1. Ensure that major deadlines are met: Since you are in charge of all communication related to the article, you may also need to regularly check on the progress of your co-authors to make sure that they deliver their contributions on time. This is critical in multi-author papers where contributors are spread across different locations. A delay by one contributor could lead to a delay in the submission of the paper. However, remember that you should think of yourself as a time keeper and a coordinator for the paper to be published, not a team leader who directs people on what they are supposed to do. The contributions expected from all authors of the paper should be clarified and agreed upon at the outset.
  2. Prepare a submission-ready manuscript: Ensure that the manuscript that is being submitted to the journal is well-written and well-presented. This includes all the IMRAD sections (Introduction, Methods, Results, Discussion and Conclusion), title, keywords, abstract, figures and tables, in text citations, and reference list. If your paper involves multiple authors with each author contributing a different part, it is your job to make sure that all their contributions are reflected appropriately and the paper reads like a unified whole, and not like a disjointed motley of voices put together by different people.
  3. Put together a submission package: Once you have everything from all the authors, it is your job to put together a submission package for the journal. Make a list of everything the journal needs – consent forms, ethical approval from the relevant board, etc. Make sure the manuscript is prepared based on the target journal’s instructions and you have everything you need at the time of submission. Note that for certain types of research the informed consent of enrolled patients and ethical board approval need to be obtained before the study; without these the paper might not be accepted. As the corresponding author, you will be expected to have an understanding of these protocols and make sure the relevant documents are in place at the time of submission.
  4. Get all author details right: Make sure you have the names of all the authors of your manuscript as well as clarity on the order in which authors should be listed. The order of authors should be finalized after discussion with all the authors to ensure that there is no dispute later. This is typically decided at an early stage, even before the paper is written. Make sure all email addresses and affiliations are accurate and current. Get written, signed consent from all authors about the authorship details and share this with the journal along with your submission package. For multi-author papers, some journals require an authorship contribution statement outlining the role played by each author: this statement needs to be approved and signed by all the authors of the study. As the corresponding author, you need to fill in this document and send it to the journal.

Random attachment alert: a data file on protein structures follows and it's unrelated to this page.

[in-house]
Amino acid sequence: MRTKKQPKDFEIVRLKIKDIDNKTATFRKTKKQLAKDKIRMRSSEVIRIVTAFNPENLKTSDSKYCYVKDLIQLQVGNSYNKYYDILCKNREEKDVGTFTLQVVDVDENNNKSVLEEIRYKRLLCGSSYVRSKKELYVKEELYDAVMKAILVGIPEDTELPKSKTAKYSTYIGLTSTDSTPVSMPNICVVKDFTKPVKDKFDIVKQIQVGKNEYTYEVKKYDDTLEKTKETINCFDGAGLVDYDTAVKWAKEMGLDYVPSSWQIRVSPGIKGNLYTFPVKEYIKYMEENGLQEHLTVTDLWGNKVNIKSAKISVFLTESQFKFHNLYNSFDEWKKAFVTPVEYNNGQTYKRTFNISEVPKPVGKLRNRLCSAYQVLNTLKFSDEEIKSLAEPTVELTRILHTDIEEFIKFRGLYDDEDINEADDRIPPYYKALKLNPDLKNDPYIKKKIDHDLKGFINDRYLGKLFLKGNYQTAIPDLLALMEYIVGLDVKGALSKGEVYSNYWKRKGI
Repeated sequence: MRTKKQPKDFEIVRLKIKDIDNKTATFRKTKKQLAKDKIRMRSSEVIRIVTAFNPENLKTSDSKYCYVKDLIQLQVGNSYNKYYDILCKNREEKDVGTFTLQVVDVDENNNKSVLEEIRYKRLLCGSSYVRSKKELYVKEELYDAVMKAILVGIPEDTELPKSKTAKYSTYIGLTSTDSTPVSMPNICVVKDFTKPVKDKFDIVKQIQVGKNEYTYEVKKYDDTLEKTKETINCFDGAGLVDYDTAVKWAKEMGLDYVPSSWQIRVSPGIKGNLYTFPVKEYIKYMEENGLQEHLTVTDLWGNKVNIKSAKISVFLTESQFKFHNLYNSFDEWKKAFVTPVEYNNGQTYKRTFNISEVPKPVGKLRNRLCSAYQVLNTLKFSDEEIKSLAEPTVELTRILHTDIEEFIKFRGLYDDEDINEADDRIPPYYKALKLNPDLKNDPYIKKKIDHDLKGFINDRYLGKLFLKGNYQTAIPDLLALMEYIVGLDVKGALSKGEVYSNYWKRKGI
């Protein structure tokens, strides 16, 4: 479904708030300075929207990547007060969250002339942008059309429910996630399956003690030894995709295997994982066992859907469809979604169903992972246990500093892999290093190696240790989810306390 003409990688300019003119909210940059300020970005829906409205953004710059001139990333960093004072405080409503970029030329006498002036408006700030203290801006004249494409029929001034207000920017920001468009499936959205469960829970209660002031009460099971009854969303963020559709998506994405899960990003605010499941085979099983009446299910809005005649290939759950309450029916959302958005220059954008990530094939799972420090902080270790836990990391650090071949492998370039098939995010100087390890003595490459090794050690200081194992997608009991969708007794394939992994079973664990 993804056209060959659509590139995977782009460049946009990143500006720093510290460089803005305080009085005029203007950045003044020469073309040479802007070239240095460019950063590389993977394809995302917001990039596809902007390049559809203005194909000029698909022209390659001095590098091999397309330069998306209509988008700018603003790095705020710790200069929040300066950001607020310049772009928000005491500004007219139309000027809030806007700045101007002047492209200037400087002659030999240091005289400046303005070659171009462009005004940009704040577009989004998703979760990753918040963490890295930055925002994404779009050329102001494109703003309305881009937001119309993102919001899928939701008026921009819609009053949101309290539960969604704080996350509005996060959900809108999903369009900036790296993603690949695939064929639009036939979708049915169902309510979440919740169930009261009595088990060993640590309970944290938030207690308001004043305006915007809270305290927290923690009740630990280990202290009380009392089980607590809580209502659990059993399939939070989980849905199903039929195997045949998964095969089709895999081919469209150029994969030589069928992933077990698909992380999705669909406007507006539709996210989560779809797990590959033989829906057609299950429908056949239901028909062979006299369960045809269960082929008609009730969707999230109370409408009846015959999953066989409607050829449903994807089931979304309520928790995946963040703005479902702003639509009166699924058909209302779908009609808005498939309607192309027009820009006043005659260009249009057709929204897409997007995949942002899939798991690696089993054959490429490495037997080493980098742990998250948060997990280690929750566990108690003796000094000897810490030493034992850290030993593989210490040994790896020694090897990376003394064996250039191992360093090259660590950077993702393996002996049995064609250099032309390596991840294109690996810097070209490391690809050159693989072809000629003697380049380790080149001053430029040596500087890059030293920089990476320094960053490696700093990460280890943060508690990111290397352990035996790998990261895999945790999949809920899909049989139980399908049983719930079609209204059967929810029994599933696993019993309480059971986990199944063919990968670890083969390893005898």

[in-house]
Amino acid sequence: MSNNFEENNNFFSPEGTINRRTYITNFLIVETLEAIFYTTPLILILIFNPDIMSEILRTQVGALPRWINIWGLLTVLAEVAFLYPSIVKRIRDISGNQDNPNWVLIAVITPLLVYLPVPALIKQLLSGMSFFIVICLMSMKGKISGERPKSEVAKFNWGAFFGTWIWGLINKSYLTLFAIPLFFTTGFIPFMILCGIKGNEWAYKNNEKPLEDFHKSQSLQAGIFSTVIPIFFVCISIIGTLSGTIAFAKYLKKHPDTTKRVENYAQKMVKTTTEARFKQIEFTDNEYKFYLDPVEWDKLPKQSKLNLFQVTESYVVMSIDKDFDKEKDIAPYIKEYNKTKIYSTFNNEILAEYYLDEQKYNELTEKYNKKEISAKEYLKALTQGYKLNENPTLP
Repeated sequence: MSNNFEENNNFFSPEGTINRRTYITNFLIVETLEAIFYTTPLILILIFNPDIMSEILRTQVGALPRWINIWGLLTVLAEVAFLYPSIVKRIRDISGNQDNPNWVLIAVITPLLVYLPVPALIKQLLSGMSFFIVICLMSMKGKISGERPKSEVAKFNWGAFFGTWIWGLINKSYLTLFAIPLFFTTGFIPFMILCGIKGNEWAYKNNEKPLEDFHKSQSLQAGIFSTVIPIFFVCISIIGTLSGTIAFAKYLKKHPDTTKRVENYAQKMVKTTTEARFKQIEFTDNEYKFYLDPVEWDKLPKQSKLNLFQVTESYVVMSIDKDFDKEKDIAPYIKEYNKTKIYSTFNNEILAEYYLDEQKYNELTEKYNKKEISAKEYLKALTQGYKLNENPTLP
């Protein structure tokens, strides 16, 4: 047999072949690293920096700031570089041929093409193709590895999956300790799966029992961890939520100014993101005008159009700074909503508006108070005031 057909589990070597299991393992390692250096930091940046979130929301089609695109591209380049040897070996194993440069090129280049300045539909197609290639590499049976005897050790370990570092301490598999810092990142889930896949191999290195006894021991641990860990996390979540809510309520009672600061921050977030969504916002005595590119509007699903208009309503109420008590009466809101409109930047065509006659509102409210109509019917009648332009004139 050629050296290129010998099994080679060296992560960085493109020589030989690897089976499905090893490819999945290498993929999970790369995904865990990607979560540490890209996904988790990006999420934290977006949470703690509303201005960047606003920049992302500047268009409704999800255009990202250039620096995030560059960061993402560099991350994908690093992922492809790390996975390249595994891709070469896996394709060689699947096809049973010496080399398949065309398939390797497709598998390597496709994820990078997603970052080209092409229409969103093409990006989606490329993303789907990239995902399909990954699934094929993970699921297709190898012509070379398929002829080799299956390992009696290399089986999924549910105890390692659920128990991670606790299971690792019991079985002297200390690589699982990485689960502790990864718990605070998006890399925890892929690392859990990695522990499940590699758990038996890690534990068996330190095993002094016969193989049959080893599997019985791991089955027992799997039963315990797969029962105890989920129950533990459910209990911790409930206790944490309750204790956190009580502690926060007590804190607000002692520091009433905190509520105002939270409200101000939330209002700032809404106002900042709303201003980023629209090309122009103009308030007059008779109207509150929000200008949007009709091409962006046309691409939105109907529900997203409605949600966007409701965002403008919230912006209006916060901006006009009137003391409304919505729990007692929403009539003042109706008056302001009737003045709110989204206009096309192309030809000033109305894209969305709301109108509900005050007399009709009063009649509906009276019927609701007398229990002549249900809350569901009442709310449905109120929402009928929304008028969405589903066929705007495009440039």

5. Ensure ethical practices are followed: As corresponding author it is your job to ensure that the manuscript is prepared and submitted ethically. You (or your co-authors) should not be accused of any kind of malpractice such as salami slicing, plagiarism or self-plagiarism, simultaneous submission or duplicate publication, or data fabrication or falsification. This is a big responsibility and you need to coordinate with all authors to make sure that they too follow ethical best practices.
  6. Take the lead on open access: If you (and your co-authors) have chosen an open access route, as corresponding author you need to take the lead on open access and take care of all formalities around it - manage the payment and invoicing of article processing charges (APCs), ensure that funder-specific or institution-specific submission requirements are met, deposit the paper in a repository if required, and so on. 

That was a brief list of duties you are expected to fulfill as the corresponding author before a manuscript is submitted to a journal. In the next post, I will talk about what a corresponding author needs to do after submitting a paper to the journal. 

Have you ever been a corresponding author for a paper? If yes, do you have anything to add to this list for the pre-submission stage? Do share your thoughts in the comments section below.

Read part 2 of this series: What corresponding authors are expected to do after journal submission


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Published on: Jan 02, 2018

Passionate about scholarly publishing, always looking to have memorable conversations with researchers and industry professionals across the globe
See more from Jayashree Rajagopalan